LOS ANGELES — The annual banquet of the Friends of UCLA Armenian Language and Culture Studies, honoring the 30th anniversary of Prof. S. Peter Cowe’s scholarly career and the 45th anniversary of the Narekatsi Chair in Armenian Studies, will benefit the expansion of the Armenian Studies program and particularly Western-Armenian instruction at UCLA.
Organized jointly by the 30th Anniversary Committee and the Friends of UCLA Armenian Language and Culture Studies, the banquet will take place on the evening of June 1 at the London West Hollywood. Following a cocktail hour at the hotel’s Marble Terrace, the banquet will be held at the Kensington Ballroom, featuring the culinary creations of globally renowned chef Gordon Ramsay. There will also be a number of special surprises in celebration of Prof. Cowe’s Scottish background, the organizers said.
“UCLA probably has the largest Armenian Studies program outside the Armenian Republic,” said Cowe, who heads the Narekatsi Chair. “This year our primary goal is to raise funds to support our program in Western Armenian and expand instruction in that medium by establishing advanced-level courses.”
“Apart from its impressive history and the constellation of writers that have elevated its capacity to express the whole spectrum of human thought and emotions, Western Armenian remains an indelible part of Armenian culture and has the potential to serve as a nuanced modern medium of communication,” Cowe continued. “At the same time, it is clear from a number of metrics that Western Armenian is severely challenged, and hence has been placed on the UNESCO list of endangered languages. It is therefore all the more important for the local Armenian community and the various Armenian schools to collaborate with academic programs like that at UCLA to achieve a better assessment of the issues involved and develop strategies to tackle them.”
In this connection, Cowe explained, it is vital to sustain the UCLA program in Western Armenian, under the direction of Dr. Hagop Gulludjian, and expand it to include a set of third-year-level courses, beyond the first- and second-year levels currently available.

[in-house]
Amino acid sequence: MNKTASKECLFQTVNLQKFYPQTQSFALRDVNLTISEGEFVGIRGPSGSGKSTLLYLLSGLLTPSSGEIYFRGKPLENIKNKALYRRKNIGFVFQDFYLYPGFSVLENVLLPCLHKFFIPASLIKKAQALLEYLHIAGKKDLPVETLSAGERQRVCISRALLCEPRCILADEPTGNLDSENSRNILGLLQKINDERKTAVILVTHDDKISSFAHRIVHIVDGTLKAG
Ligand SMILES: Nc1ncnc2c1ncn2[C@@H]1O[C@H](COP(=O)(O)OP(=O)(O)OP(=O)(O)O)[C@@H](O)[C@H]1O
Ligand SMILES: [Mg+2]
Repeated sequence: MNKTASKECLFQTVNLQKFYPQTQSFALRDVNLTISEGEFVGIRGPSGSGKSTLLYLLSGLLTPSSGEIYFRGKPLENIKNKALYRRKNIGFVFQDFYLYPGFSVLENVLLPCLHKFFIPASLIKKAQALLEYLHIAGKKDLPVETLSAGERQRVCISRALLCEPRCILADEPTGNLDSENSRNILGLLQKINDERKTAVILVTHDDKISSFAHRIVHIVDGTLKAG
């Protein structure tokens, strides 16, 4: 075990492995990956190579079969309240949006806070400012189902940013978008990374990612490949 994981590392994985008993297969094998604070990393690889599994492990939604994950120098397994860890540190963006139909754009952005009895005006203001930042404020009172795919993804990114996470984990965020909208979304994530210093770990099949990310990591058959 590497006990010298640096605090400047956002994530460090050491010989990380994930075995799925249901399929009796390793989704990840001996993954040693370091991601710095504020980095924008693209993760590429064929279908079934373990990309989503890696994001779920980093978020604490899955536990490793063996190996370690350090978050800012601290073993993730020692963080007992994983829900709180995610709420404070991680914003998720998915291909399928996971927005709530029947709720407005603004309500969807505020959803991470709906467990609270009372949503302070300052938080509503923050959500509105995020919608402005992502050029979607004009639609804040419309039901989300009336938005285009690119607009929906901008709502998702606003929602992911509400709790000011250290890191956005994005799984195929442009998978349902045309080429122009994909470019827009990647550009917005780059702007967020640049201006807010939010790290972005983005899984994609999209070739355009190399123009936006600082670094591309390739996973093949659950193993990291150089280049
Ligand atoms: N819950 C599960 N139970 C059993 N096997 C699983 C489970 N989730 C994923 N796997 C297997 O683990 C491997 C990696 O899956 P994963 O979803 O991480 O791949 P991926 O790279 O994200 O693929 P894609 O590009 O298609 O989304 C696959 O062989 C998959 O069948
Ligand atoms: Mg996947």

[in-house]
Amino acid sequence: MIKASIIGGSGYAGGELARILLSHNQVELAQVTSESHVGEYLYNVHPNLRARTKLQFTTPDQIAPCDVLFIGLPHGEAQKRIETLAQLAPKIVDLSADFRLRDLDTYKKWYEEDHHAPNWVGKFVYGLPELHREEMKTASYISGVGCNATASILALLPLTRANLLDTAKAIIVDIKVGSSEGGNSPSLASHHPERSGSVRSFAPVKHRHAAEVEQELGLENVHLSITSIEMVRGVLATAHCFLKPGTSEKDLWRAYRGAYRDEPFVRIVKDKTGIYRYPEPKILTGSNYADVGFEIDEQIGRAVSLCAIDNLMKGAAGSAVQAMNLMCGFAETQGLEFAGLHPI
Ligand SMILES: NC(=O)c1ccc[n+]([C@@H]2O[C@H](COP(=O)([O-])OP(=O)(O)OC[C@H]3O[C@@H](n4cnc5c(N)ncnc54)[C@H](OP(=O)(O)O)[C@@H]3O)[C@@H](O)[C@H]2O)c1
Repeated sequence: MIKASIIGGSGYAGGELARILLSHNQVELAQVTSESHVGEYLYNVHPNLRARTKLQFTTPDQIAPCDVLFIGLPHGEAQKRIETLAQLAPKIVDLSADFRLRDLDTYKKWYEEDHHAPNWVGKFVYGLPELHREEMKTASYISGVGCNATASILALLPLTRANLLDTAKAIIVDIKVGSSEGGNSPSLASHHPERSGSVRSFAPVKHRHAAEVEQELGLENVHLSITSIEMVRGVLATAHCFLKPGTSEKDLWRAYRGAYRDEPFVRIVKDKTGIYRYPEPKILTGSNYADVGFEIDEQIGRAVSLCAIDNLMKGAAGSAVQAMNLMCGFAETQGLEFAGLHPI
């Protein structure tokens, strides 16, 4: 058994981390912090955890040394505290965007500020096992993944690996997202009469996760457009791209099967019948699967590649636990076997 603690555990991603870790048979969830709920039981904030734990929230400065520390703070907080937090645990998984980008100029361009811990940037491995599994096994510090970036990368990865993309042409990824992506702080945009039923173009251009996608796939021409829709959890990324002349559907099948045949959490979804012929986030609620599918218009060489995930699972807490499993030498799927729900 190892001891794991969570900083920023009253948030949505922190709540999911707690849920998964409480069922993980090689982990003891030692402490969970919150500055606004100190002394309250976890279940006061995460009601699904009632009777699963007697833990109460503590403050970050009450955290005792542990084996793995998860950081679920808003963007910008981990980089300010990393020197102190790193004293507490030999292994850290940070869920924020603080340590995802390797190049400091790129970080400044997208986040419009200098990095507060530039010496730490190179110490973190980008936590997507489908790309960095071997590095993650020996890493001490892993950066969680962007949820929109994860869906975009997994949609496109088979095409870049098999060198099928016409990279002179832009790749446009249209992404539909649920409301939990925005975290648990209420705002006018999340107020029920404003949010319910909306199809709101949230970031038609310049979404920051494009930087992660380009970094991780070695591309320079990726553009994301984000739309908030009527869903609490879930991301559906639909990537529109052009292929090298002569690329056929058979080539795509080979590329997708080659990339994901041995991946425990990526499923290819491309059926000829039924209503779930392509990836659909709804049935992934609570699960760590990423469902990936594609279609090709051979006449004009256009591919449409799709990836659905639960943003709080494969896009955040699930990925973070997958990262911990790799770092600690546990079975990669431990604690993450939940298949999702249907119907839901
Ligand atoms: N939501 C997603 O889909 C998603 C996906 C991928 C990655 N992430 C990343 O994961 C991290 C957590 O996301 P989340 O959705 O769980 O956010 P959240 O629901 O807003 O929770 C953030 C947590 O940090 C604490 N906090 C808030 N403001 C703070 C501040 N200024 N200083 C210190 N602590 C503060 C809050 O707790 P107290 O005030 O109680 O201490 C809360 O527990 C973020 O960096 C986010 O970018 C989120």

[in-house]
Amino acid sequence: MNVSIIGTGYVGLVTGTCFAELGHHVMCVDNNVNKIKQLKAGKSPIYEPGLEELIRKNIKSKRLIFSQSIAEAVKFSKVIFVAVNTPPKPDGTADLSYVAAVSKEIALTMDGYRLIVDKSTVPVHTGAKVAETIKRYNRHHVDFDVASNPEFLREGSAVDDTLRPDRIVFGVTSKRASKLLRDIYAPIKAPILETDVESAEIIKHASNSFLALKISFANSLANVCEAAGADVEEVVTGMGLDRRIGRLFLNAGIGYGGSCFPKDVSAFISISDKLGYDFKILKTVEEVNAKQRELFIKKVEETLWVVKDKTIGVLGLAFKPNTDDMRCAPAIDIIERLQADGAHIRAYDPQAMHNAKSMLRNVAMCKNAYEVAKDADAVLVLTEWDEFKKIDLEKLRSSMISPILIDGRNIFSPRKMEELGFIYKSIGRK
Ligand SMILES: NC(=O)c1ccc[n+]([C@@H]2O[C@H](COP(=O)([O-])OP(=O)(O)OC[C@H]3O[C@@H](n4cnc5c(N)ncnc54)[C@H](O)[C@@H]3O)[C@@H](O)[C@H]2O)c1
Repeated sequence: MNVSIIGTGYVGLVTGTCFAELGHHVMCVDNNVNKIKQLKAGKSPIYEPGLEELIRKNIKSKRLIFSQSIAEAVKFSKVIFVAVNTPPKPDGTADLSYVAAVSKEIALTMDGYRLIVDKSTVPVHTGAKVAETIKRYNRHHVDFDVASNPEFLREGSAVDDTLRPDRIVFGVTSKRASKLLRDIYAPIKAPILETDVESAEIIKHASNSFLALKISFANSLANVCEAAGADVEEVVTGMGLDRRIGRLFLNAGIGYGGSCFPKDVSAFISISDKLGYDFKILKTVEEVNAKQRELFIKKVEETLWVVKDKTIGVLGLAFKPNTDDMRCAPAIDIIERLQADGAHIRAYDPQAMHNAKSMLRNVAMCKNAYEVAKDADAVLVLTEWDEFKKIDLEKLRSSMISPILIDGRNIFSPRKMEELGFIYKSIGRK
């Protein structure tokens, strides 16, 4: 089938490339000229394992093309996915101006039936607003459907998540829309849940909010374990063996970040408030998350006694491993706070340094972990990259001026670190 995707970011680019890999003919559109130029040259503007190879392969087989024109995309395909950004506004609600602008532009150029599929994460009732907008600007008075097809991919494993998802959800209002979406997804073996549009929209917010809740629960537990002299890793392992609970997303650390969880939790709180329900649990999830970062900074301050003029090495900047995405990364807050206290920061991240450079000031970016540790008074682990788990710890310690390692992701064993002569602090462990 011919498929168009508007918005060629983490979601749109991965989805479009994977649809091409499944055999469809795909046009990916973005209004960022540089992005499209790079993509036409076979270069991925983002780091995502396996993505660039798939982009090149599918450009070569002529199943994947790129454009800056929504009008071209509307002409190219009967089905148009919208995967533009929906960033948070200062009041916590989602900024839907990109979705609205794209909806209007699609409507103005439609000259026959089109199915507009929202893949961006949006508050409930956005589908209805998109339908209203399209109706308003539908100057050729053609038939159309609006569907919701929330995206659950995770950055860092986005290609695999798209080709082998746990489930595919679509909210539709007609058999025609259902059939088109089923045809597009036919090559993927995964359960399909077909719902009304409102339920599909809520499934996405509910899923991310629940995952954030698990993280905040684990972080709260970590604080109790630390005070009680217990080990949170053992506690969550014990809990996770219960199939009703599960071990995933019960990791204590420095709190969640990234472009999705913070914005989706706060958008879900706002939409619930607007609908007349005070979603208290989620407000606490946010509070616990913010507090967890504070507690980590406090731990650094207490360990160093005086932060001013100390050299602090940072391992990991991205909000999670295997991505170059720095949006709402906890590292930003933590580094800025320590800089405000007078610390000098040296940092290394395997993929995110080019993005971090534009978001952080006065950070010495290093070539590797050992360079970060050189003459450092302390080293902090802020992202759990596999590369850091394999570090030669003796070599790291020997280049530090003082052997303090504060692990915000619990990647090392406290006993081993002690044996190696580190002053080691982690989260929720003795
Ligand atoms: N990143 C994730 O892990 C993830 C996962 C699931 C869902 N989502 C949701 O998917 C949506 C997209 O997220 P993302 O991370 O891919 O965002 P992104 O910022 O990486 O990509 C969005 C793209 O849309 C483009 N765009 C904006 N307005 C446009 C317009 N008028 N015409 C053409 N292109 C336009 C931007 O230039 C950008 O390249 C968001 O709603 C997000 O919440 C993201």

A full-fledged Western-Armenian program will benefit not only the regular student body at UCLA but also members of the local Armenian community, enabling them to develop their command of the language, communicate fluently in both oral and written forms, and thereby participate more fully in Armenian culture and its development in Southern California.
The Armenian Studies program at UCLA has seven instructors, who offer a total of 26 courses in Armenian language, history, and culture. Apart from an undergraduate Minor in Armenian Studies and a concentration in the new Major in Middle Eastern Studies, the Narekatsi Chair offers Masters and PhD programs, and currently has seven doctoral students under Prof. Cowe’s supervision. UCLA is also home to the recently inaugurated Armenian Music Program, with a course taught by Vatsche Barsoumian and an Armenian Music Ensemble; as well as the Armenian Archaeology and Ethnography Program, established in 2013 through a $2-million gift from Mrs. Zaruhy Chitjian.
The Narekatsi Chair maintains an active program of lectures and seminars by visiting academics. In addition, together with the Armenian Graduate Students Association, the Chair organizes an international graduate-student colloquium in Armenian Studies annually.
Cowe was appointed Visiting Associate Professor of Armenian Studies at UCLA in 1996. Two years later, he established the Friends of UCLA Armenian Language and Culture Studies, as a conduit to foster community involvement through academic and cultural events and raise financial support for the expansion of Armenological offerings at UCLA. In 2000, he was named holder of the Narekatsi Chair in Armenian Studies.
“It has been a great honor for me to work with Prof. Cowe for the past 17 years,” said Anahid Keshishian, the Narekatsi Chair’s lecturer in Eastern Armenian. “He has continuously inspired me, first as a teacher, then as a colleague. I have witnessed his countless efforts to raise the stature of the Narekatsi Chair. I have also seen the enthusiasm of students who have been under his guidance. I wish him many more years of successful teaching and research.”
Tickets to the June 1 banquet are priced at $150 per person. To reserve your seats, call (818) 645-5571.